Consistent quality. That's the secret to promoting any business on social media. The allure of "going viral" is that you can garner attention with one red-hot video or build a brand when your quirky post about firing everyone at your company (and rehiring them) hits Facebook. The truth is that these mega-hits do raise awareness (for a while), but no one can sustain that level of interest, and in many ways it leads to high viewership and click rates not not necessarily high sales or loyal customers.

One reason is that social media is usually about one-hit wonders--a viral post that captures an audience for a short period of time. Yet, for a house-cleaning business or an accounting app, the real purpose of social media is to engage, inform, and promote using a channel that is mostly free, especially if you avoid using sponsored posts and stick with the idea of writing articles, sharing photo and videos, and scheduling your activity in a logical way.

Here's an example.

Let's say you did just create a new accounting app. To make it go "viral" you will likely need to create a quirky video or write a compelling story that probably doesn't have anything to do with accounting. Real customers--the ones who might purchase the app--don't really care about any of that, or they might care for a while and then get back to work.

Social media is a platform for connecting with people over a long period of time, consistently and with quality content. Any business that's worthwhile avoids the trap of guerrilla marketing, which suggests that you need to make a big splash using unorthodox methods. But what about ten years from now? Or 20 years from now? Facebook is going to be around a while; so is LinkedIn. If you want your company to stick around as well, it's far better to create a product people will want to purchase, then promote it in a compelling way but avoid the quick hits. This is called "branding" by the way. It's a step-by-step process. People will eventually expect consistent content--not a few posts here and there, but posts that are scheduled, well-planned, thoughtful, informative, and helpful over many weeks and months. It's better to have four or five high-quality posts each day for existing and potential customers to read and consume than to have one or two viral posts.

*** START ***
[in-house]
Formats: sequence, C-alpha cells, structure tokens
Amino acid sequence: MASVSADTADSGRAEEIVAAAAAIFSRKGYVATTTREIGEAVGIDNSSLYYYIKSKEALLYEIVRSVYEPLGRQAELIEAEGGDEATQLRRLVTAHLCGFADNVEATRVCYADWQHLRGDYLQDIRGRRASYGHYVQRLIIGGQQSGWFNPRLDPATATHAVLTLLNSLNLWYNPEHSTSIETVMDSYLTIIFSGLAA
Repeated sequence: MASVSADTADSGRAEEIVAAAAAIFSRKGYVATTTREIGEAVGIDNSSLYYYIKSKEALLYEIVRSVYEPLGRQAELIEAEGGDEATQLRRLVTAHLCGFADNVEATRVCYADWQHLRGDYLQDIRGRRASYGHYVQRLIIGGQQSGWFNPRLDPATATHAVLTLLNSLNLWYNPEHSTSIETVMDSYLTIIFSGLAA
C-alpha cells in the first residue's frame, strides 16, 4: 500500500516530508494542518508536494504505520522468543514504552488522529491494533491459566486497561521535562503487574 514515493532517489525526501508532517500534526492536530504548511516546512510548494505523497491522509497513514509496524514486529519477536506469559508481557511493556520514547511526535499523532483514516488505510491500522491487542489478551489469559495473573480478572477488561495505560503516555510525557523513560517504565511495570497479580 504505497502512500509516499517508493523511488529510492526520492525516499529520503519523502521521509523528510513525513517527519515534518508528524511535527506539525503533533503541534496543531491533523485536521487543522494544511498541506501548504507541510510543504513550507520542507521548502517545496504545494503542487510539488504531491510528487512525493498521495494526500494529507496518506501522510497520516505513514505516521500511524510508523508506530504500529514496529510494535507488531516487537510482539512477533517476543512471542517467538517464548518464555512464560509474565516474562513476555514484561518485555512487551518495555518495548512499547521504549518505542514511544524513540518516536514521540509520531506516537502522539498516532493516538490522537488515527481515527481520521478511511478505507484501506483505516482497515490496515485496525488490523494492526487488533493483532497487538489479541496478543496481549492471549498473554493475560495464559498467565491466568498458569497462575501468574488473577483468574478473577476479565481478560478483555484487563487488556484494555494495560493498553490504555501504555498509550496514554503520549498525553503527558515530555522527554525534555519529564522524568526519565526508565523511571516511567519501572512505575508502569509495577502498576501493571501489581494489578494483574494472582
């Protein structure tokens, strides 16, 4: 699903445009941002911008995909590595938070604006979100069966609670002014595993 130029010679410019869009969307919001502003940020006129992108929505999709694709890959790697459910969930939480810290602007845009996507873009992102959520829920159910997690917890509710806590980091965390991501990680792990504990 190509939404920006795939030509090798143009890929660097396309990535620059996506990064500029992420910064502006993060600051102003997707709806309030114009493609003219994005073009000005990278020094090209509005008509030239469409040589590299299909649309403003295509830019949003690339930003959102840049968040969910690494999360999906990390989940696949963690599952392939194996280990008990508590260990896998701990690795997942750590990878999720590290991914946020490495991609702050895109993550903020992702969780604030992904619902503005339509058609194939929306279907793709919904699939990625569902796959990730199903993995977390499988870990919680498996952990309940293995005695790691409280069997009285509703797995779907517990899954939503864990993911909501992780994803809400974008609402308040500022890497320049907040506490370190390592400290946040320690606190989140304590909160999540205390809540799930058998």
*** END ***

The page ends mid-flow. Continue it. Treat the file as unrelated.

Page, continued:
Of course, this takes actual work. My advice is to hire a few people who can do social media "the right away" over the next few years, to ramp up your quality and frequency, to make it a major priority. In fact, make social media a focus for your company, not a distraction or a source of anxiety. Find someone to take engaging photos and videos; hire a writer who knows how to communicate. Without consistent effort on social media, it becomes a slog of random posts about nothing. It's a Seinfeld episode.

This is also where apps can help. Scheduling social media is much easier with an app like HootSuite or Sprout Social. Track your success by comparing Facebook Reach metrics--how many people see the posts in their feed--against website traffic, which you can track with Google Analytics or more powerful (but also more expensive apps) like Social Flow. figure out how to use these apps to achieve the goal of maintaining attention.

Customers should know you are serious about promoting your company, about announcing when there is a new milestone, about company news that might make them want to buy a product, not just laugh at a video. They need to see effort, not occasional hits.

Will you make social a focus? Will it become an actual investment in time and money to make sure you have a consistent approach?

These free and established marketing tools are not going away. It's best to figure out how to use these platforms effectively and make it work to your advantage.